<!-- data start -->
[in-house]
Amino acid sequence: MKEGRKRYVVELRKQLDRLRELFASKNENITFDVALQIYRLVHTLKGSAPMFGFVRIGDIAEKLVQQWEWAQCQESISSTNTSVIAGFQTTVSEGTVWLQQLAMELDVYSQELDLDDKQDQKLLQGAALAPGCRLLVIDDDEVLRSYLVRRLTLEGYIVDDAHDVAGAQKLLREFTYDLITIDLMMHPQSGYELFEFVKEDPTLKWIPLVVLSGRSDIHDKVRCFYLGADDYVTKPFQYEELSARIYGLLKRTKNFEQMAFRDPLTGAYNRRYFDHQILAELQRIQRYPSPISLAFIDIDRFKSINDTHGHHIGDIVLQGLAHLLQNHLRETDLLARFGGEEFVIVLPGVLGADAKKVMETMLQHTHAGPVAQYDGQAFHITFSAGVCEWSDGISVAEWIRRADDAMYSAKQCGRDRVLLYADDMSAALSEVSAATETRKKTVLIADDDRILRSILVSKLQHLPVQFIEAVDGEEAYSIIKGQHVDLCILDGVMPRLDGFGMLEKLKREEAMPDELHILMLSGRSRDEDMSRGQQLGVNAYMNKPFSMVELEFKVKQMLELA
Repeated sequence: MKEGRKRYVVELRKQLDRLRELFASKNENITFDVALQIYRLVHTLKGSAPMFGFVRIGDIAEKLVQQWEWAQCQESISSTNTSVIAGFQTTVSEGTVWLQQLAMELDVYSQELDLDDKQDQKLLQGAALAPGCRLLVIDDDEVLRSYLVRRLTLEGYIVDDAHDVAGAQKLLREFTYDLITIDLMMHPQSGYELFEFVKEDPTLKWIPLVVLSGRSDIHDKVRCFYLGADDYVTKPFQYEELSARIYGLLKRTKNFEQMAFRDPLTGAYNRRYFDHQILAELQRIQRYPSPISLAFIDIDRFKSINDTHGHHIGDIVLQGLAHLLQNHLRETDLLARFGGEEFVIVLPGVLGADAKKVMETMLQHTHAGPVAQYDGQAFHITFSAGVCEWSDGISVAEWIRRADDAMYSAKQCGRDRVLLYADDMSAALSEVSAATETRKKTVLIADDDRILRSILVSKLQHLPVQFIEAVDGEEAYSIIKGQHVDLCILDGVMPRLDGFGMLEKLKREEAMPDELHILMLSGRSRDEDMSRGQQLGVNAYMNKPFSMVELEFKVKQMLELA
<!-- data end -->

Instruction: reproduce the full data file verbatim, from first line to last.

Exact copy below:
[in-house]
Amino acid sequence: MKEGRKRYVVELRKQLDRLRELFASKNENITFDVALQIYRLVHTLKGSAPMFGFVRIGDIAEKLVQQWEWAQCQESISSTNTSVIAGFQTTVSEGTVWLQQLAMELDVYSQELDLDDKQDQKLLQGAALAPGCRLLVIDDDEVLRSYLVRRLTLEGYIVDDAHDVAGAQKLLREFTYDLITIDLMMHPQSGYELFEFVKEDPTLKWIPLVVLSGRSDIHDKVRCFYLGADDYVTKPFQYEELSARIYGLLKRTKNFEQMAFRDPLTGAYNRRYFDHQILAELQRIQRYPSPISLAFIDIDRFKSINDTHGHHIGDIVLQGLAHLLQNHLRETDLLARFGGEEFVIVLPGVLGADAKKVMETMLQHTHAGPVAQYDGQAFHITFSAGVCEWSDGISVAEWIRRADDAMYSAKQCGRDRVLLYADDMSAALSEVSAATETRKKTVLIADDDRILRSILVSKLQHLPVQFIEAVDGEEAYSIIKGQHVDLCILDGVMPRLDGFGMLEKLKREEAMPDELHILMLSGRSRDEDMSRGQQLGVNAYMNKPFSMVELEFKVKQMLELA
Repeated sequence: MKEGRKRYVVELRKQLDRLRELFASKNENITFDVALQIYRLVHTLKGSAPMFGFVRIGDIAEKLVQQWEWAQCQESISSTNTSVIAGFQTTVSEGTVWLQQLAMELDVYSQELDLDDKQDQKLLQGAALAPGCRLLVIDDDEVLRSYLVRRLTLEGYIVDDAHDVAGAQKLLREFTYDLITIDLMMHPQSGYELFEFVKEDPTLKWIPLVVLSGRSDIHDKVRCFYLGADDYVTKPFQYEELSARIYGLLKRTKNFEQMAFRDPLTGAYNRRYFDHQILAELQRIQRYPSPISLAFIDIDRFKSINDTHGHHIGDIVLQGLAHLLQNHLRETDLLARFGGEEFVIVLPGVLGADAKKVMETMLQHTHAGPVAQYDGQAFHITFSAGVCEWSDGISVAEWIRRADDAMYSAKQCGRDRVLLYADDMSAALSEVSAATETRKKTVLIADDDRILRSILVSKLQHLPVQFIEAVDGEEAYSIIKGQHVDLCILDGVMPRLDGFGMLEKLKREEAMPDELHILMLSGRSRDEDMSRGQQLGVNAYMNKPFSMVELEFKVKQMLELA